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A Guide to Proving Fault in Slip and Fall Injury Cases

Thousands get injured annually, some of them seriously, after slipping and falling on surfaces such as floor or stairs that are slippery and dangerous. Although compensation to victims of slip and fall injuries is supported by personal injury law, placing fault on the property owner is not always that clear cut. Let’s look at ways a personal injury attorney may succeed in demonstrating that a building owner is responsible for injuries incurred in a slip and fall scenario:

3 Conditions for Proving Fault

After you’re injured in a slip and fall accident on someone else’s building as a result of a dangerous situation, you may have a case in court if you can show the conditions below to be factual:
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1. Either the owner of the building or their staff should have spotted the dangerous situation that resulted in the plaintiff’s slip and fall injury since a reasonable individual in their situation would have realized and corrected it to prevent the accident.
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2. Either the owner of the building or their staff saw was aware of the dangerous condition but failed to correct it.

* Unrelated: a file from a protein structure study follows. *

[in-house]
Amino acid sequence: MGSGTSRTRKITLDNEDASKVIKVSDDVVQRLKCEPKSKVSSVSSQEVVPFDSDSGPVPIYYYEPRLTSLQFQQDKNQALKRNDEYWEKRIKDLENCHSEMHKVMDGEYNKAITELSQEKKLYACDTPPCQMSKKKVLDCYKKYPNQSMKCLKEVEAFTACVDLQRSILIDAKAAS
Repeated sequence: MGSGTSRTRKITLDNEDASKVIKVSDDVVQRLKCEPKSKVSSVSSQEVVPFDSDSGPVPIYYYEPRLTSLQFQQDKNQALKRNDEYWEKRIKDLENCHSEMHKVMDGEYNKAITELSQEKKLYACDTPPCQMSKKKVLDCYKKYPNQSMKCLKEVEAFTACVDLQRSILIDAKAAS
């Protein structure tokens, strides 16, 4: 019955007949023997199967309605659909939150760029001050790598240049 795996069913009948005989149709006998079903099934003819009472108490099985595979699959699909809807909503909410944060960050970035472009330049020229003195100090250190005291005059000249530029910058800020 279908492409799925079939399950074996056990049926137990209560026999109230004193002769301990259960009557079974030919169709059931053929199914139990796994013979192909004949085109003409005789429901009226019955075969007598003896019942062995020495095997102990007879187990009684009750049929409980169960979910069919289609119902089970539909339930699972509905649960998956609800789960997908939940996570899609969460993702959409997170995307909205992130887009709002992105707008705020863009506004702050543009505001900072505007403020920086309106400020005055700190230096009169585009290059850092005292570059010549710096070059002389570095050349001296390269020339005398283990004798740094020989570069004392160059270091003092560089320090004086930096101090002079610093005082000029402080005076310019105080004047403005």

3. Either the owner of the building or their personnel caused the risky situation that led to slip and fall injury to the claimant.

Proving Reasonableness

When you’re on court mission to prove that a property owner is legally responsible for your slip and fall injuries, you’ll most probably have to demonstrate, at some point, the reasonableness of the defendant’s actions or inaction. In an incidence where a leaking roof over a stairwell is the root cause of the accident, for instance, how long the problem has been there uncorrected can show how reasonable the accused is. When the defect has been unattended for the past four months, it is less sensible that the property owner allowed it to stay unrepaired than it would have been if it had occurred only the night before the accident and the owner could not have fixed it before it had stopped raining.

To make the case strongly against the owner of the property, it’s important you illustrate that they carried the legal responsibility of reasonable care to respond promptly and correct a hazardous scenario within their building. An example is a landlord not being at fault when a tenant trips over a rake on a yard since the object does not have to be always removed.

It may be difficult to make the case for slip and fall injury compensation in court, but there are circumstances that can be proved with the assistance of a great lawyer to apportion fault to the property owner.